Alongside Sir Parker’s comments, a US delegation is currently in London to hold discussions with Prime Minister Boris Johnson and senior officials on the future of Huawei in the UK. As with other visits from US representatives, this delegation is very much likely to be pushing for a complete ban.

The US stance in this equation is not very difficult to guess, but when the UK might actually say something material is. Some are expecting a decision on whether the telcos can buy components and equipment from Huawei will be made this month, though considering the track record, it is perhaps just as likely to see another delay.

After being debated for what seems like years, the UK telco industry is no clearer on what the outcome will be. After Matt Hancock was replaced by Jeremy Wright as the Secretary of State for Digital, Culture, Media and Sport (DCMS), Wright decided to delay any decision as there was a change of leadership in Downing Street. Once Johnson had settled in as PM, the decision was again delayed due to the General Election in December.

The current Secretary of State for DCMS Nicky Morgan complicated matters by stating she would no-longer be standing as an MP at the General Election, but the decision to make her a Life Peer allowed her to continue leading the department.

The current political landscape is a mess, largely thanks to the B-word. It does appear that there might be a decision in the immediate future, though we are just as likely to be waiting until the summer. That will certainly be getting the telcos a bit twitchy.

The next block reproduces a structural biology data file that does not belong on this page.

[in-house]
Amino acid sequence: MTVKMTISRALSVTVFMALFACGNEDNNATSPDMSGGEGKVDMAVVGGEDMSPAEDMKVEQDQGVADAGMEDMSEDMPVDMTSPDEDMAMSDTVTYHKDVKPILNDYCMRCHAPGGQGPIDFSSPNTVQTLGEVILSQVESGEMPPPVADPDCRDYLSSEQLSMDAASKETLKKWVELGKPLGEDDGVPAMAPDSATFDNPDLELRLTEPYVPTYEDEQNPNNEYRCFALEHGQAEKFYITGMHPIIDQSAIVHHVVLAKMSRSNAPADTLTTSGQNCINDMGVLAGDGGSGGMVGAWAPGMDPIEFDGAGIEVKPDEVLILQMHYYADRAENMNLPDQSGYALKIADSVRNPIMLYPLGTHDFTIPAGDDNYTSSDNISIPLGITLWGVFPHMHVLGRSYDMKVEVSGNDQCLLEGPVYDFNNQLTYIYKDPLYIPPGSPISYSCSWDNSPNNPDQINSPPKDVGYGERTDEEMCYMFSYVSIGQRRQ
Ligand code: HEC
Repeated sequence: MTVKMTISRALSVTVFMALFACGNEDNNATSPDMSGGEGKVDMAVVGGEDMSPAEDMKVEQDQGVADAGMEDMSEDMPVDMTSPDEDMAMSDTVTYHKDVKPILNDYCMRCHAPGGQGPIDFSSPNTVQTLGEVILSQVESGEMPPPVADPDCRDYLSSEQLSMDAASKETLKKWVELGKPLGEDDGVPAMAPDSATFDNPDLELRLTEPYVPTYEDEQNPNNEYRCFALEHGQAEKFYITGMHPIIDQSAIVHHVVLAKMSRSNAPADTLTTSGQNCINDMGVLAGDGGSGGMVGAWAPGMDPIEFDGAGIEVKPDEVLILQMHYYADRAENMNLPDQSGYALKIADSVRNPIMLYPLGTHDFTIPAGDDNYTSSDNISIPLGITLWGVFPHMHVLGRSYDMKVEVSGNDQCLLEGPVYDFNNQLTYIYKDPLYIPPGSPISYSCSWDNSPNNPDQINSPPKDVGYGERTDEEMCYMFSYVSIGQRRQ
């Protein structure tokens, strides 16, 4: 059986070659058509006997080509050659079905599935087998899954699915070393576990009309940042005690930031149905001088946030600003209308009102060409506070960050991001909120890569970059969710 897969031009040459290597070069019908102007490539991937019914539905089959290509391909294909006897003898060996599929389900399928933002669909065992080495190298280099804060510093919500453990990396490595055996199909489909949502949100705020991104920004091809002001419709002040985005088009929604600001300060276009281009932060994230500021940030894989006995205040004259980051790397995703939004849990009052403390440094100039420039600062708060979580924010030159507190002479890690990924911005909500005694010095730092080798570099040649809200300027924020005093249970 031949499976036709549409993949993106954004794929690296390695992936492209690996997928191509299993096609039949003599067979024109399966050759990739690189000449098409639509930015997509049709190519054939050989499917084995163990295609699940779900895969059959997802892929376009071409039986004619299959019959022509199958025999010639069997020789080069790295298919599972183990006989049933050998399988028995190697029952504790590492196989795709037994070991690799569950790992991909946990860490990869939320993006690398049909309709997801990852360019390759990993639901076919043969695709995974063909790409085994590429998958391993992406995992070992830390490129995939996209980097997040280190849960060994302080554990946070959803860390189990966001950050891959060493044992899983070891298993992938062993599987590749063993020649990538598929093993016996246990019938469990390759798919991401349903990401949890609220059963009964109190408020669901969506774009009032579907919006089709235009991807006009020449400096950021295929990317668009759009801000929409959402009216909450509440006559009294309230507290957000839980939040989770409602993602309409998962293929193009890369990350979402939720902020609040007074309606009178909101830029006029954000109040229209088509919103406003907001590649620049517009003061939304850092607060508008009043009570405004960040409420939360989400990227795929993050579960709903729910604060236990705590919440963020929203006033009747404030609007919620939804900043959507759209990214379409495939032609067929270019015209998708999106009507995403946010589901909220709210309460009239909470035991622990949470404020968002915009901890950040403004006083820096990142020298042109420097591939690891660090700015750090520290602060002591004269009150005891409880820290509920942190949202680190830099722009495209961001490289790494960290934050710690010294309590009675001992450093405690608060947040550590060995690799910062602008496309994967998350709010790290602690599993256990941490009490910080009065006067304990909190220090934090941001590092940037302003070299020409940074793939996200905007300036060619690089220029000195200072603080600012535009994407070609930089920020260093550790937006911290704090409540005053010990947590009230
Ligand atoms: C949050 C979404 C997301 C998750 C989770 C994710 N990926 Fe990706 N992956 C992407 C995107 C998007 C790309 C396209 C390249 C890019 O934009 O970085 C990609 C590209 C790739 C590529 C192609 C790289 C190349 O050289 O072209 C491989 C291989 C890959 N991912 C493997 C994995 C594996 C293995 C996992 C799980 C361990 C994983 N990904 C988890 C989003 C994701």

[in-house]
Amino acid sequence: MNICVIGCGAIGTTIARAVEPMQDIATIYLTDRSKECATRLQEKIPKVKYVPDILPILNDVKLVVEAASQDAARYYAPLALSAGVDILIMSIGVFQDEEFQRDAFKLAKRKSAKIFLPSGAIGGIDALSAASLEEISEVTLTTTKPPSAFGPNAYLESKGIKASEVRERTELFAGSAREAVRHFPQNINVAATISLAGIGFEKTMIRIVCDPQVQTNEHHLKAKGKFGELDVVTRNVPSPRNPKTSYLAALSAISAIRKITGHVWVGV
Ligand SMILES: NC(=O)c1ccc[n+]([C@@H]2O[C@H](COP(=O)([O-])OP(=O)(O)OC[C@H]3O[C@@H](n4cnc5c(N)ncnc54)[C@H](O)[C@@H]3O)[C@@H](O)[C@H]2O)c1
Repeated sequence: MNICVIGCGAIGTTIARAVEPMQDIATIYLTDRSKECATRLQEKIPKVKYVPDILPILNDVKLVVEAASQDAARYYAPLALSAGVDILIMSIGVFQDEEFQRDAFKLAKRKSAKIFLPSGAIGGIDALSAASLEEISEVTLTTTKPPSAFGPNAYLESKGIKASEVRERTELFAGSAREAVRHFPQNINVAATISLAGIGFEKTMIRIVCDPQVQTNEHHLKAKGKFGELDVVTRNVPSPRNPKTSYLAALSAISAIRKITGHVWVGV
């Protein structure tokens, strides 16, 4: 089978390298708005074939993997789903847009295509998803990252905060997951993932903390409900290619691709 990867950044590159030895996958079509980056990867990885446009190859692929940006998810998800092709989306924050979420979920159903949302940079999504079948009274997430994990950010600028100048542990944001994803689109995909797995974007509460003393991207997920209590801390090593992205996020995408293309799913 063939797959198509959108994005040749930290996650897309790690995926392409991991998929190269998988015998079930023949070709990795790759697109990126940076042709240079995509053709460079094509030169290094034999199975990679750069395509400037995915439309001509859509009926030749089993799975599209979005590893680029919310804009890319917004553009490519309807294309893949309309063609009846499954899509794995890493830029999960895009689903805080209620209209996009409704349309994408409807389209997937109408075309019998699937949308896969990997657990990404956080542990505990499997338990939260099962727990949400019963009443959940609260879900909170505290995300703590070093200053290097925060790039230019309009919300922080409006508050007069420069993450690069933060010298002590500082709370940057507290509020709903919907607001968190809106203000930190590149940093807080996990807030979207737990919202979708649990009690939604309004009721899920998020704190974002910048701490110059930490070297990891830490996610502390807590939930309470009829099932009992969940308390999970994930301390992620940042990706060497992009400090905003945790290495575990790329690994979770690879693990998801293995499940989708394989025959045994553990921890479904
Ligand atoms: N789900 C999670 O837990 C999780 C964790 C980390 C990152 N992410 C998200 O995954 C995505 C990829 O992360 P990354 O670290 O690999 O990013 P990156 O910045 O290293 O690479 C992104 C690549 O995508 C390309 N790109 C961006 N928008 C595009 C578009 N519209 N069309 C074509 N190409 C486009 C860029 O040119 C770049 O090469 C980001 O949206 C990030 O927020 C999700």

UPDATE 13:00 14/1/20: In a live TV interview this morning the UK Prime Minister hedged his position when asked about Huawei and 5G by asking those who would ban Huawei to suggest an alternative (a couple at least spring to mind). On the other hand he said he doesn’t want any infrastructure that will threaten UK security or deny it access to the Five Eyes intelligence network.

Subsequently Victor Zhang, Vice President of Huawei, issued the following statement: “We strongly agree with the Prime Minister that ‘the British public deserve to have access to the best possible technology’. That is why we invested more than $15 billion last year in research and development to ensure our customers receive just that. Huawei has worked with the UK’s telecoms companies for 15 years and looks forward to supplying the best technologies that help companies like BT and Vodafone fulfill the government’s commitment to make gigabit broadband available to all.

“We are confident that the UK Government will make a decision based upon evidence, as opposed to unsubstantiated allegations. Two UK parliamentary committees concluded there is no technical reason to ban us from supplying 5G equipment and this week the Head of MI5 said, there is ‘no reason to think’ the UK’s intelligence-sharing relationship with the US would be harmed if Britain continued to use Huawei technology.”